Date of Award


Document Type



The manner by which persons act upon, shape, and change social structure are central areas of study in sociological social psychology. Modification of social structure may be accomplished by persons creatively reacting to social roles. Through processes of legitimation, persons are provided various rewards and these, in turn, establish and hierarchically order a combination of role-identities collectively comprising the self. This ordering of role-identities, termed role-identity prominence, potentially impacts choices for alternative courses of action. This research empirically measures role-identity prominence of college students who have conducted agricultural migrant work. It empirically assesses the level of prominence for the migrant worker role-identity and student identity. Data are collected using self-report measures which examine whether or not, and the degree to which, the migrant worker and student role-identities are prominent. Flowing from identity theory, the following hypotheses are posited: 1.) The prominence level for the ‘migrant’ identity for migrant students will be higher than the prominence level of the ‘student’ identity for migrant students; 2.) The level of role support for the ‘migrant’ identity for migrant students will be higher than the role support for the ‘student’ identity for migrant students; 3). The level of intrinsic gratification for the ‘migrant’ identity for migrant students will be higher than intrinsic gratification for the ‘student’ identity for migrant students. Analysis of data collected is conducted by assessing mean scores for the prominence level of the migrant worker and college student identities. Mean prominence scores are compared for the identities. Confirmatory factor analysis is conducted to create subsequent prominence scales. Contrary to the posited hypotheses, results indicate that the migrant worker identity is not more prominent than the college student identity. Results also indicate that the students reported higher levels of role support and intrinsic gratifications for the ‘student’ identity. P values indicated a significant difference between identities for each of the three posited hypotheses. Contributions of the study include support for research on identity salience, reliability of the prominence scale across different identities, and support for research on the importance of education to Hispanic students.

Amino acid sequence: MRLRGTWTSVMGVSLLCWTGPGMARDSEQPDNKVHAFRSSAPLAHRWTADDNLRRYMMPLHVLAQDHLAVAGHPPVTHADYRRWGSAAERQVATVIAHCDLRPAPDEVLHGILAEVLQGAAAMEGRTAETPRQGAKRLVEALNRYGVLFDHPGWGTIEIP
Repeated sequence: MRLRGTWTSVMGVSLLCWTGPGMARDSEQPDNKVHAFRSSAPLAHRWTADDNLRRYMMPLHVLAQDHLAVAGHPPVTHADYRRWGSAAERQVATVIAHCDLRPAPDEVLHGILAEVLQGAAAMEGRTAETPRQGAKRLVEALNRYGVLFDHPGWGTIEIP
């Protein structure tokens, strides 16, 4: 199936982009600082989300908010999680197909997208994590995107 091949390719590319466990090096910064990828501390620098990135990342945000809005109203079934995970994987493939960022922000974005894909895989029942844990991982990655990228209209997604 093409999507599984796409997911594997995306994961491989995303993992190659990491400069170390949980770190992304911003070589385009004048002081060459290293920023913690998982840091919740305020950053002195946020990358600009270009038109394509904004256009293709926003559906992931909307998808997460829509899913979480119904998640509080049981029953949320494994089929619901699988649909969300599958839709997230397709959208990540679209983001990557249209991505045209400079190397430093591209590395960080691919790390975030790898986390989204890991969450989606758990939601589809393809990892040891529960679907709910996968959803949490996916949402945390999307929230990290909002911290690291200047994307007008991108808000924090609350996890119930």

Granting Institution

University of Texas Brownsville



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